As numbers of EU commercial stocks such as cod, sole and hake started to fall in the early 1990s, the deep-water fish became an attractive catch as trawlers switched from traditional fishing grounds. Some deep-water fish live for up to 150 years.

Last November, EU ministers thrashed out a deal setting quotas and permitted days at sea for vessels catching these species for 2007 and 2008. Quota cuts ranged between 10 and 25 percent below the quotas allocated to EU countries in 2005.

Those reductions were partly based on similar cuts agreed for the previous 2005-06 period.

But according to a recent European Commission report, it was impossible to assess the effects of the 2005-06 quota cuts since EU countries had failed to submit proper reports or carry out adequate controls on illegal fishing and volumes of fish caught.

"Concerns have ... been raised about the effectiveness of the inspection and surveillance of the designated ports for the landing of deep-sea species on which member states have to communicate their inspection and surveillance procedures to the Commission," it said in a statement.

"Not surprisingly, the Commission concludes that the implementation of the measures has been too poor to adequately protect deep-sea stocks."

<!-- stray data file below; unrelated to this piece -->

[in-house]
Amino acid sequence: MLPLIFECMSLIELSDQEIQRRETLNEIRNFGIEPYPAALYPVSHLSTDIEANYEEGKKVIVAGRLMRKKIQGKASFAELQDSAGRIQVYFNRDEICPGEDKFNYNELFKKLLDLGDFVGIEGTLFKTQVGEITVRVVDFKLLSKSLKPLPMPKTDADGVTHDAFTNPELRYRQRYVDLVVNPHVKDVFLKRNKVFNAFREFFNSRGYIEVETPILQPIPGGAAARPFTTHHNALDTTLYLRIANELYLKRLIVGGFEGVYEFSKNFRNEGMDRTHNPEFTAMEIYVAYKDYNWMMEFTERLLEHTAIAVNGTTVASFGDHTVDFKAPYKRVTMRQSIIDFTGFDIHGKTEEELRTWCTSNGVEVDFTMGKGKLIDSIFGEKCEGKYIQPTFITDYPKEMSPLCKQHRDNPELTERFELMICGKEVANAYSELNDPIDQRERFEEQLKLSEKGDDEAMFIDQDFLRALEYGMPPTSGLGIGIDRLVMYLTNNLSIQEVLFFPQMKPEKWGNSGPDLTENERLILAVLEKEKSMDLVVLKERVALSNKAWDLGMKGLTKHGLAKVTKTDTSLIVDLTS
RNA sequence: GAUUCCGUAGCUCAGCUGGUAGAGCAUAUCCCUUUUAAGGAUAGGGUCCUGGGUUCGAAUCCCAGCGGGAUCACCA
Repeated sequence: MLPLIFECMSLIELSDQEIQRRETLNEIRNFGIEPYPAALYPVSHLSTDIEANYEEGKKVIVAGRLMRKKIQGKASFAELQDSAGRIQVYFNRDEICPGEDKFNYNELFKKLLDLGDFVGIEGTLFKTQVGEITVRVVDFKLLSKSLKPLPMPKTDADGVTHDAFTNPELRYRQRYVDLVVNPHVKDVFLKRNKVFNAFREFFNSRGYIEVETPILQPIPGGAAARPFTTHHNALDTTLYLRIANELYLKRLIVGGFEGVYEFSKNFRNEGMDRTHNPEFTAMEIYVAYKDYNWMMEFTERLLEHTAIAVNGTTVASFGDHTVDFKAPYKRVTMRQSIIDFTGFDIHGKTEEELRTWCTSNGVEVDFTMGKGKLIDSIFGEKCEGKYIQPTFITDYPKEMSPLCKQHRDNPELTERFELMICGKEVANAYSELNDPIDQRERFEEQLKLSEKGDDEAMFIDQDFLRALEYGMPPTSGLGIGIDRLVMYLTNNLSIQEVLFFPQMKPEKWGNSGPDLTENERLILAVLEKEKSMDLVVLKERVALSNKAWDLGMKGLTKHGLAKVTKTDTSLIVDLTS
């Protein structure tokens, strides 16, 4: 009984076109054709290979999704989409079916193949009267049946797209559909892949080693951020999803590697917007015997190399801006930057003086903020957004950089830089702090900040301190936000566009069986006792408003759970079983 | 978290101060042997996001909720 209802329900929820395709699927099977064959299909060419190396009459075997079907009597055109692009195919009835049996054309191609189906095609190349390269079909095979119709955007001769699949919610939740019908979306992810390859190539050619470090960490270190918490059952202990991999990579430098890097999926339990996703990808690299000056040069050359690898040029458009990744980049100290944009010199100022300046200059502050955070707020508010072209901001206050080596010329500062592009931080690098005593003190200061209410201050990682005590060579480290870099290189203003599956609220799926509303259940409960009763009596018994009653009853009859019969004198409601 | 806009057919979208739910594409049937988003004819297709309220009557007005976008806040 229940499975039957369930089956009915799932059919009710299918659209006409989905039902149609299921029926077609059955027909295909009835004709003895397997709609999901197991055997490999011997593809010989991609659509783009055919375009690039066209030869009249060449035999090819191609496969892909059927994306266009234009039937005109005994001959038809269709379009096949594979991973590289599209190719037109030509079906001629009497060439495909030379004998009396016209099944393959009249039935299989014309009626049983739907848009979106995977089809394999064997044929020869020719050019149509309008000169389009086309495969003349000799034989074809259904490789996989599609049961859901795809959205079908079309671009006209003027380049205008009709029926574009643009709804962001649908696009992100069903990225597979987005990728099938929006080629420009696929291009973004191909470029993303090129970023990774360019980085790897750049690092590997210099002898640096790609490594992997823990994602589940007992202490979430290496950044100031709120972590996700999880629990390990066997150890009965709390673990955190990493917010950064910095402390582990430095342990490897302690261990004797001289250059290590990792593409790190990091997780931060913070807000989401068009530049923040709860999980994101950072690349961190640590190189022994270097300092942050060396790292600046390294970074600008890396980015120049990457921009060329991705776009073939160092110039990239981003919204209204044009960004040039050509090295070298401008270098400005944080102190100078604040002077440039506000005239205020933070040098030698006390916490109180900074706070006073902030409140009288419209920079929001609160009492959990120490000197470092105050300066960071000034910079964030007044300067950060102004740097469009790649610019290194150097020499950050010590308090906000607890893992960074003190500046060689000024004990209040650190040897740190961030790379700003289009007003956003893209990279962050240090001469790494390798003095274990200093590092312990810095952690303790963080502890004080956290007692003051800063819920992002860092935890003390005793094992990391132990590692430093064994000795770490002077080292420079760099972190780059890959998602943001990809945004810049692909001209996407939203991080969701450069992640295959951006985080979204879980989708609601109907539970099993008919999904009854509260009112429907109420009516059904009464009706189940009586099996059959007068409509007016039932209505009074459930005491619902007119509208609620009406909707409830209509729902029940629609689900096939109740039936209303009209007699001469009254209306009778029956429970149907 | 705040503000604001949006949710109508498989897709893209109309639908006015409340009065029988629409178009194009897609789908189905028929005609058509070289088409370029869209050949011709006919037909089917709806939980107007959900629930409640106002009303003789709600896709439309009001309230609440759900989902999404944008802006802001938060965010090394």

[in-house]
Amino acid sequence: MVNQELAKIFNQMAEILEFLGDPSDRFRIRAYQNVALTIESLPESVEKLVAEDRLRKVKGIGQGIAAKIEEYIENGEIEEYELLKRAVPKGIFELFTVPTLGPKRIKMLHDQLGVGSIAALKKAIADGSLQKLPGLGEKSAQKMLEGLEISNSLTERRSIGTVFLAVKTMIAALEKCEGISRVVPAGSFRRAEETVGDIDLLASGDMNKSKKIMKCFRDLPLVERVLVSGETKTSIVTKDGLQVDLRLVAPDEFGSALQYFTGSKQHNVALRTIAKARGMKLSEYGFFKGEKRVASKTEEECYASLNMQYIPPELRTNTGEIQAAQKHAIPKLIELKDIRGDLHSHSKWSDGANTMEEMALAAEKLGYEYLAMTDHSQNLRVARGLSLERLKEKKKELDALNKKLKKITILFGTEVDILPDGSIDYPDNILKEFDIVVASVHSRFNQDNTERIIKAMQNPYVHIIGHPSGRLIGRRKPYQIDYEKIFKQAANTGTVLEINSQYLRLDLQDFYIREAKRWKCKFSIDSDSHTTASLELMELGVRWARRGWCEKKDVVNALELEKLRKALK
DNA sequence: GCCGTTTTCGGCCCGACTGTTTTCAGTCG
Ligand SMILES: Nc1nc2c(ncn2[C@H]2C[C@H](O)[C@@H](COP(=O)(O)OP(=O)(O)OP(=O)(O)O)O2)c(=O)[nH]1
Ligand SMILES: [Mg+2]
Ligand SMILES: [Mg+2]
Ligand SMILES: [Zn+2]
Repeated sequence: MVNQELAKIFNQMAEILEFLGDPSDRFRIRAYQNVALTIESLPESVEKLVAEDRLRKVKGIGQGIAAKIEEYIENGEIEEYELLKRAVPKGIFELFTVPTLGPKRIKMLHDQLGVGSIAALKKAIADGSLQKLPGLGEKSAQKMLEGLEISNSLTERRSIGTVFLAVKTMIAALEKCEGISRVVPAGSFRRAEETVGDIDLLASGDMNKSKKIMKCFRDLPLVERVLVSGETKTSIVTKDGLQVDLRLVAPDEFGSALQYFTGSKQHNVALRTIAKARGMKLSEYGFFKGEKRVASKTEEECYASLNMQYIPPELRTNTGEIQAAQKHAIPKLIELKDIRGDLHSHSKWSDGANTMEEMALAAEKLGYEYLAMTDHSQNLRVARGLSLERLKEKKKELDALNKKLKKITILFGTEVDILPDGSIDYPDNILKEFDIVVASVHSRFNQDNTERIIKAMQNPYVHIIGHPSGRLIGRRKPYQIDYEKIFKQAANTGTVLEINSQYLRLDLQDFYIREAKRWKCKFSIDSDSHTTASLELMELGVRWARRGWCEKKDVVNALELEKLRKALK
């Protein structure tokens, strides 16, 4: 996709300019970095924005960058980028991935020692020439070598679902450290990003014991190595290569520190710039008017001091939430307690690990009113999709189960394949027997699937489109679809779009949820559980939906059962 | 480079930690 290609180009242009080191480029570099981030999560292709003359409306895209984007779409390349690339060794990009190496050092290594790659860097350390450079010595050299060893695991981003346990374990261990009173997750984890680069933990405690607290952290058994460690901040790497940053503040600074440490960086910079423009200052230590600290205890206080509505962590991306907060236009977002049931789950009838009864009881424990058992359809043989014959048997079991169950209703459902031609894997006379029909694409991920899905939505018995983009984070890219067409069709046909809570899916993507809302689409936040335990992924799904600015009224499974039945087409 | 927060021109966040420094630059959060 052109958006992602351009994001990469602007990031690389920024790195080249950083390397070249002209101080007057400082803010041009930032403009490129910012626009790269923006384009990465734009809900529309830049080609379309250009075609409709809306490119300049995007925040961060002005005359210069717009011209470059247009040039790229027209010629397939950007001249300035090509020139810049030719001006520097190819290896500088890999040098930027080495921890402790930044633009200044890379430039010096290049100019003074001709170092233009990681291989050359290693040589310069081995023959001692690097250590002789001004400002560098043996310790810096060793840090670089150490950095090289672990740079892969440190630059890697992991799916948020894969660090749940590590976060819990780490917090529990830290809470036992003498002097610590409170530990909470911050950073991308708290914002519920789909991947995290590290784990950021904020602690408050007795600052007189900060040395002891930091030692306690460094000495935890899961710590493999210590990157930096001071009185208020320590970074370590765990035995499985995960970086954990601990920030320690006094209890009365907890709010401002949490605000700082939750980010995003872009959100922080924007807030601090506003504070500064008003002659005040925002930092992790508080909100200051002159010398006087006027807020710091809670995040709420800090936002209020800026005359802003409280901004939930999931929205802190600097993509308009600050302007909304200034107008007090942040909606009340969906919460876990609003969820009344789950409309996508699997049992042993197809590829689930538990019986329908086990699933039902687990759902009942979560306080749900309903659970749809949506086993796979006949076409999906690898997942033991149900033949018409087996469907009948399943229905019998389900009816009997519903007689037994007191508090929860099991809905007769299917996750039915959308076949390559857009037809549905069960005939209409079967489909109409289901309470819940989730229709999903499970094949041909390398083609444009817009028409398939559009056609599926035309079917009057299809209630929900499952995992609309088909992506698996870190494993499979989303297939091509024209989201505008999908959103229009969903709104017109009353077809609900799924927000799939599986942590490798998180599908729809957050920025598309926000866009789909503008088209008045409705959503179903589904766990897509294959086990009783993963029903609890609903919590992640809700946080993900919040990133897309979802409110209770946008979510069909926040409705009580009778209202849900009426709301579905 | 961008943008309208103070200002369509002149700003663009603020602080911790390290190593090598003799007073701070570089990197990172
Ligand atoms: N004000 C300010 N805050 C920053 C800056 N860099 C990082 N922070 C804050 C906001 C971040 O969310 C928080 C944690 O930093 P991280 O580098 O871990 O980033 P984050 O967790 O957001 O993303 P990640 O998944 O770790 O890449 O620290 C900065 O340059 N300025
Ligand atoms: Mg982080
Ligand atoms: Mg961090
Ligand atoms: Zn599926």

The EU has strict rules to control deep-water fishing. Special permits are needed for vessels to land or transship more than a certain amount of fish, which may only be delivered to specified ports. But enforcement has historically been patchy.

France, Spain and Portugal rank among the EU countries with the most developed deep-sea fishing industries, followed by Britain and Ireland.

In European waters, deep-sea fish are mainly found in the north Atlantic at depths of 400 metres (1,310 feet) and more. Scientists have warned that many are at risk of disappearing and have repeatedly urged a total ban on fishing them.

EPA must make power plants protect fish

By Larry Neumeister & William Lamb

North Jersey Media Group

NEW YORK -- The Environmental Protection Agency must force power plants to protect billions of fish and other aquatic organisms even if it's expensive, a federal appeals court said in a ruling favoring states and environmental groups.